India and Mauritius signed Protocol to Amend Taxation Methods


Posted on:11 May 2016 14:30:44

India and Mauritius signed Protocol to Amend Taxation Methods
11 May 2016 Current Affairs: India and Mauritius on 10 May 2016 signed a protocol on taxation at Port Louis, Mauritius. The protocol provides for amending the convention for the avoidance of double taxation and the prevention of fiscal evasion with respect to taxes on income and capital gains

The Protocol also provides for updation of Exchange of Information Article as per international standard, provision for assistance in collection of taxes, source-based taxation of other income, amongst other changes.

Features of the Treaty/Protocol : With this Protocol, India gets taxation rights on capital gains. They arise from alienation of shares acquired on or after 1 April 2017 in a company resident in India with effect from financial year 2017-18. Taxation in India at full domestic tax rate will take place from financial year 2019-20 onwards.The benefit of 50 percent reduction in tax rate during the transition period from 1 April 2017 to 31 March 2019 shall be subject to LOB Article. Interest arising in India to Mauritian resident banks will be subject to withholding tax in India at the rate of 7.5 percent in respect of debt claims or loans made after 31 March 2017.Under the amended treaty, only those Mauritius-based companies that have a total expenditure of more than 27 lakh rupees in the preceding 12 months will be able to benefit from the tax treaty.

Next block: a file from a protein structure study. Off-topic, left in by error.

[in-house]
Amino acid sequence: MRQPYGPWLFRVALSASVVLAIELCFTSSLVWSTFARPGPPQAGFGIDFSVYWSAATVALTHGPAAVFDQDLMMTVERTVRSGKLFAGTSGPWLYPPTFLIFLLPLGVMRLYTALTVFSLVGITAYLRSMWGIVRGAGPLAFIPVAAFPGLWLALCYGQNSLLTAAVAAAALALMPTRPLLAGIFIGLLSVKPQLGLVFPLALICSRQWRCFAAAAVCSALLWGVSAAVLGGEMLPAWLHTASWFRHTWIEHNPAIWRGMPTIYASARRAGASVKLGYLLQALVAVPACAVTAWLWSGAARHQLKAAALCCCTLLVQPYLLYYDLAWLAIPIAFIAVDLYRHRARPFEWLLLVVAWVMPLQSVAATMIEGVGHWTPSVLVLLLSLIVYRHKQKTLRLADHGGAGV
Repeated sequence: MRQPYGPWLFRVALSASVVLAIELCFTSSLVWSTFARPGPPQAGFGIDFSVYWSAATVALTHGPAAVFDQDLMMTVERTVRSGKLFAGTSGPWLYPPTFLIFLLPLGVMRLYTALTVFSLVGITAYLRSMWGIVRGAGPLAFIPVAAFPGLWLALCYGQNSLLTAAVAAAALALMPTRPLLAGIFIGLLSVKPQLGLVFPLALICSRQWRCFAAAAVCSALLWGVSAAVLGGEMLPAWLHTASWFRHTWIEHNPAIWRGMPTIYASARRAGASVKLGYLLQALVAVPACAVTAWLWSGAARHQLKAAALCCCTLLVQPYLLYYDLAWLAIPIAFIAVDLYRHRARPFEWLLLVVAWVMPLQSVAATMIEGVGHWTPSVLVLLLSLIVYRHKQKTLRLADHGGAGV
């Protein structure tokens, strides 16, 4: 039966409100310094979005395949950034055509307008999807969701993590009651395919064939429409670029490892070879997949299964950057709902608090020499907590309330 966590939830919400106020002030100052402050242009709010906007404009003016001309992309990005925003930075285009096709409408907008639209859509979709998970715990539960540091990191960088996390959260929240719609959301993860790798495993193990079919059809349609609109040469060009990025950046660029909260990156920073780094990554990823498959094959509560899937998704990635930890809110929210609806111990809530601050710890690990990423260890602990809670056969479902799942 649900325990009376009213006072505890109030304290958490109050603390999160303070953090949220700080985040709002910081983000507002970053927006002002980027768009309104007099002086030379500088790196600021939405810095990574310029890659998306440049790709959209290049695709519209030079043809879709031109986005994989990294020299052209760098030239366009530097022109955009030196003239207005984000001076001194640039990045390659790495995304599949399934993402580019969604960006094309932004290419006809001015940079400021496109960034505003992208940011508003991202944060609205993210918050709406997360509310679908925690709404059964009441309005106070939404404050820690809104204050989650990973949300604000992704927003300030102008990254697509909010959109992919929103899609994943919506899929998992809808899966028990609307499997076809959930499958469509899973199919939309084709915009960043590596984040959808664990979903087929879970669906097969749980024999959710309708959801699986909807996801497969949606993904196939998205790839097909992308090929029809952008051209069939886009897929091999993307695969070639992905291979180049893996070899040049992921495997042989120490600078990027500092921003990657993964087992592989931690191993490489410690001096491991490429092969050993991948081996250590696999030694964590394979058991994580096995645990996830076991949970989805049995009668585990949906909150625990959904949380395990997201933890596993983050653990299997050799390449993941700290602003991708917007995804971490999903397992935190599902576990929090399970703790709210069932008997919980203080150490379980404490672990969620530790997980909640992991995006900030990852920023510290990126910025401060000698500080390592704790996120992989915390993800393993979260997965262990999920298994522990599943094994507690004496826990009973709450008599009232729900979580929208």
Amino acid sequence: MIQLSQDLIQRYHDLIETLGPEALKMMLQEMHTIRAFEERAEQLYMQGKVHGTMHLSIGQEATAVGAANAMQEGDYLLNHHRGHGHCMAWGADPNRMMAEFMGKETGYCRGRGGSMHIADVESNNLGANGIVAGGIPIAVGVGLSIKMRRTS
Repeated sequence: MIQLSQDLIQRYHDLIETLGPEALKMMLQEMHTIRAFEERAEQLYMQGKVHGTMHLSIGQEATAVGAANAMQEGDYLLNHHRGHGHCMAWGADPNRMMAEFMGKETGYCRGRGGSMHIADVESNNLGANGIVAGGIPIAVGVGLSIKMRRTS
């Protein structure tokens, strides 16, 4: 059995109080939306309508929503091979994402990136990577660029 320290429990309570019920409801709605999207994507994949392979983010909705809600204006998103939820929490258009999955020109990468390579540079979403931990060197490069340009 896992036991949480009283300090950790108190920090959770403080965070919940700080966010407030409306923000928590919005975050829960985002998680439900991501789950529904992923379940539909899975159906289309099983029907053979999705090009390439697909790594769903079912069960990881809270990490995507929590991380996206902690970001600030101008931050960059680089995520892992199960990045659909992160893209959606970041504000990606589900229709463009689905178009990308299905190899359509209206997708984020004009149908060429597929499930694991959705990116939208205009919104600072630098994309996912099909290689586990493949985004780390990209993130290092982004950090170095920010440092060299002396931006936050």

Significance of the Protocol : The Protocol will tackle the long pending issues of treaty abuse and round tripping of funds attributed to the India-Mauritius treaty. It will curb the revenue loss, prevent double non-taxation, streamline the flow of investment and stimulate the flow of exchange of information between the two countries. It will improve transparency in tax matters and will help curb tax evasion and tax avoidance.Simultaneously, existing investments, that is investments made before 1 April 2017 have been grand-fathered and will not be subject to capital gains taxation in India.


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